In 2010, Yerba Buena Community Benefit District (YBCBD) partnered with CMG Landscape Architecture to improve the Yerba Buena public realm. The project team led a 14-month extensive community engagement process of surveys, public meetings, community input, charrettes, and a long-term needs assessment. The groundwork also included the evaluation of existing conditions: neighborhood identity, pedestrian experience, safety, social activity, use of alleys, and physical attributes such as street trees. The community’s principles and values were synthesized in the Yerba Buena Street Life Plan (YBSLP), which won an ASLA Professional Honor Award in Analysis and Planning in 2014.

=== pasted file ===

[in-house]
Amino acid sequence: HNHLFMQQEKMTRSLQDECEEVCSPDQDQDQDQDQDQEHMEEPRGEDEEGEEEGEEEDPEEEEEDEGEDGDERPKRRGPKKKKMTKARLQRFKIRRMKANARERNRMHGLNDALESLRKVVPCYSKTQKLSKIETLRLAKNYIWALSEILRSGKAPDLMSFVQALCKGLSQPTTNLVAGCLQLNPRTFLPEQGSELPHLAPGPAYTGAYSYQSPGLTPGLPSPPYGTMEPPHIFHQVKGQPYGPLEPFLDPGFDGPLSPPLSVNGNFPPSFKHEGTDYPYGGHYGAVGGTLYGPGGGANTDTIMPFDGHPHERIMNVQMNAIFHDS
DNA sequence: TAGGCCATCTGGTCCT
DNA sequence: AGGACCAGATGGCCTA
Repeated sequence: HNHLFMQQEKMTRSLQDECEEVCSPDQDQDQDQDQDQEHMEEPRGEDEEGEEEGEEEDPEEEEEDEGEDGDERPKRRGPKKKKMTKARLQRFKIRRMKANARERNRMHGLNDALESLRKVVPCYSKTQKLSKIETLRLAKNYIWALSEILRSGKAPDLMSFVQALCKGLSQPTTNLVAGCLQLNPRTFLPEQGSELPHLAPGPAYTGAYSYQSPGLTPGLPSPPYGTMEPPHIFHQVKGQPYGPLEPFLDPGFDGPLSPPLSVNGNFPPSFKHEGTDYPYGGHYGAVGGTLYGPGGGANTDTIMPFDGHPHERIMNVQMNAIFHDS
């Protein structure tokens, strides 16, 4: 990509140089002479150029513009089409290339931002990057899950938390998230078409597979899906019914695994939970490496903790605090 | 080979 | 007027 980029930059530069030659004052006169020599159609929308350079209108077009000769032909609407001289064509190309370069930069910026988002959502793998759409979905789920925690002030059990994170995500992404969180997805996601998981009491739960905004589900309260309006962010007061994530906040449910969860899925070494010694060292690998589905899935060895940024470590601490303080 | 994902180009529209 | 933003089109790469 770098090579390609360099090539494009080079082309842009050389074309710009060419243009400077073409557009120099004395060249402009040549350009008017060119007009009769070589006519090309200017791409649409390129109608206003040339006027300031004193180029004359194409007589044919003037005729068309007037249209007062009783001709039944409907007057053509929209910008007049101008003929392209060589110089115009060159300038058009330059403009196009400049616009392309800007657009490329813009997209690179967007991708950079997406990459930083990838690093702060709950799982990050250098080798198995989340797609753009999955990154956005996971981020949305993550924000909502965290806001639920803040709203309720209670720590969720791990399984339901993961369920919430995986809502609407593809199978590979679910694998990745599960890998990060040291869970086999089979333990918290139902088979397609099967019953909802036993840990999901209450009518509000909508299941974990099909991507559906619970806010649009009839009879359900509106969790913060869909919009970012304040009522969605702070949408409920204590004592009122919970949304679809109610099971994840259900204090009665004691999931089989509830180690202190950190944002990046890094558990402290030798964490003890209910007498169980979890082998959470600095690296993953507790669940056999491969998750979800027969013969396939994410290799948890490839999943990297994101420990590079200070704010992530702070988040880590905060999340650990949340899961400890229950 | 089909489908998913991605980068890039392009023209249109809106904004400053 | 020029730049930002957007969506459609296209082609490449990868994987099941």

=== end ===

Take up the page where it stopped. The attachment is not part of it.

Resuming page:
The Yerba Buena Street Life Plan

The Yerba Buena Street Life Plan creates a vision and road map for the next generation of public space in the Yerba Buena district, based on community input and a long-term needs assessment. The YBSLP outlined six strategies:

1) Anchor the District
An enhanced identity would establish the heart of Yerba Buena as the center of its public realm—creating a recognizable, memorable hub for residents and visitors. Moscone Center was identified to have the potential to be the heart of the district’s public realm; serving both as an inviting neighborhood space for residents and an iconic civic space for the city.

2) Promote the Alleys
Yerba Buena is a resource of small streets and alleys through the large city blocks. Increasing visibility and activity—both to the streets themselves and the destinations and businesses they lead to—enhances their character and function as public space.